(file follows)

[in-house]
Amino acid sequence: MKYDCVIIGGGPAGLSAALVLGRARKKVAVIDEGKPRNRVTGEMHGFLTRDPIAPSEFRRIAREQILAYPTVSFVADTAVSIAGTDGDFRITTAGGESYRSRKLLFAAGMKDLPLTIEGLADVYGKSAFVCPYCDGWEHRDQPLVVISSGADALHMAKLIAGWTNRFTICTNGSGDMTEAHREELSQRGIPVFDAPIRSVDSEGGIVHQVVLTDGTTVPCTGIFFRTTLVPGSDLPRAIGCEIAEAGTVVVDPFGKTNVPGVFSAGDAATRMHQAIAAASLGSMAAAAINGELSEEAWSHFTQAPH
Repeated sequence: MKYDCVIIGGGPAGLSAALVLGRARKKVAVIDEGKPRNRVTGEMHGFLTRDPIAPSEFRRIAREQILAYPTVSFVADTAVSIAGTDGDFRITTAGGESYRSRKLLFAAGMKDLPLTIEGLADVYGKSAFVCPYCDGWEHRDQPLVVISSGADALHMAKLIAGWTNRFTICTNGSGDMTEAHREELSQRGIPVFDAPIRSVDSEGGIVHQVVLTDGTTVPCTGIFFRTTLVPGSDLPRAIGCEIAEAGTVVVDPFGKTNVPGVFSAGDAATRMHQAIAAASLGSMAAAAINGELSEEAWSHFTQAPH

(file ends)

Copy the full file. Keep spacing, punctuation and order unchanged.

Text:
[in-house]
Amino acid sequence: MKYDCVIIGGGPAGLSAALVLGRARKKVAVIDEGKPRNRVTGEMHGFLTRDPIAPSEFRRIAREQILAYPTVSFVADTAVSIAGTDGDFRITTAGGESYRSRKLLFAAGMKDLPLTIEGLADVYGKSAFVCPYCDGWEHRDQPLVVISSGADALHMAKLIAGWTNRFTICTNGSGDMTEAHREELSQRGIPVFDAPIRSVDSEGGIVHQVVLTDGTTVPCTGIFFRTTLVPGSDLPRAIGCEIAEAGTVVVDPFGKTNVPGVFSAGDAATRMHQAIAAASLGSMAAAAINGELSEEAWSHFTQAPH
Repeated sequence: MKYDCVIIGGGPAGLSAALVLGRARKKVAVIDEGKPRNRVTGEMHGFLTRDPIAPSEFRRIAREQILAYPTVSFVADTAVSIAGTDGDFRITTAGGESYRSRKLLFAAGMKDLPLTIEGLADVYGKSAFVCPYCDGWEHRDQPLVVISSGADALHMAKLIAGWTNRFTICTNGSGDMTEAHREELSQRGIPVFDAPIRSVDSEGGIVHQVVLTDGTTVPCTGIFFRTTLVPGSDLPRAIGCEIAEAGTVVVDPFGKTNVPGVFSAGDAATRMHQAIAAASLGSMAAAAINGELSEEAWSHFTQAPH